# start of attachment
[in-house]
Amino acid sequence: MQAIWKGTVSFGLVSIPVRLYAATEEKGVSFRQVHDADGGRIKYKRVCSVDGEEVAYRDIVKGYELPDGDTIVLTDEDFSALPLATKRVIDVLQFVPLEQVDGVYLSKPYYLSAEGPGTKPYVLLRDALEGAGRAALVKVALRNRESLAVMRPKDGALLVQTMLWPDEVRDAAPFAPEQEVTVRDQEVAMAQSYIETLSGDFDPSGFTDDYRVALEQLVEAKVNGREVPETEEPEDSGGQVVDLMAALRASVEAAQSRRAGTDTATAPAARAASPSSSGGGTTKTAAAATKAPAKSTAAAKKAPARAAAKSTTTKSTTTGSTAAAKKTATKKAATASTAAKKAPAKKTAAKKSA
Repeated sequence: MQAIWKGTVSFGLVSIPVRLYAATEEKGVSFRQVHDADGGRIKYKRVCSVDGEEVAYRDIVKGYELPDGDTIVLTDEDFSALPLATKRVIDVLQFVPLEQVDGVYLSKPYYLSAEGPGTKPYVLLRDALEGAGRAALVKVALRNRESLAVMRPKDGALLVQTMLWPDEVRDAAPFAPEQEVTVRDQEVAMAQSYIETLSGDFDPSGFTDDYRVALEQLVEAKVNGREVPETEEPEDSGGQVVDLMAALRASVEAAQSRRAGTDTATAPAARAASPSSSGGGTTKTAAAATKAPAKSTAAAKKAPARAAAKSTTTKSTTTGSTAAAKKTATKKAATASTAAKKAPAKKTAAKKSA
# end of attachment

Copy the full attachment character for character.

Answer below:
[in-house]
Amino acid sequence: MQAIWKGTVSFGLVSIPVRLYAATEEKGVSFRQVHDADGGRIKYKRVCSVDGEEVAYRDIVKGYELPDGDTIVLTDEDFSALPLATKRVIDVLQFVPLEQVDGVYLSKPYYLSAEGPGTKPYVLLRDALEGAGRAALVKVALRNRESLAVMRPKDGALLVQTMLWPDEVRDAAPFAPEQEVTVRDQEVAMAQSYIETLSGDFDPSGFTDDYRVALEQLVEAKVNGREVPETEEPEDSGGQVVDLMAALRASVEAAQSRRAGTDTATAPAARAASPSSSGGGTTKTAAAATKAPAKSTAAAKKAPARAAAKSTTTKSTTTGSTAAAKKTATKKAATASTAAKKAPAKKTAAKKSA
Repeated sequence: MQAIWKGTVSFGLVSIPVRLYAATEEKGVSFRQVHDADGGRIKYKRVCSVDGEEVAYRDIVKGYELPDGDTIVLTDEDFSALPLATKRVIDVLQFVPLEQVDGVYLSKPYYLSAEGPGTKPYVLLRDALEGAGRAALVKVALRNRESLAVMRPKDGALLVQTMLWPDEVRDAAPFAPEQEVTVRDQEVAMAQSYIETLSGDFDPSGFTDDYRVALEQLVEAKVNGREVPETEEPEDSGGQVVDLMAALRASVEAAQSRRAGTDTATAPAARAASPSSSGGGTTKTAAAATKAPAKSTAAAKKAPARAAAKSTTTKSTTTGSTAAAKKTATKKAATASTAAKKAPAKKTAAKKSA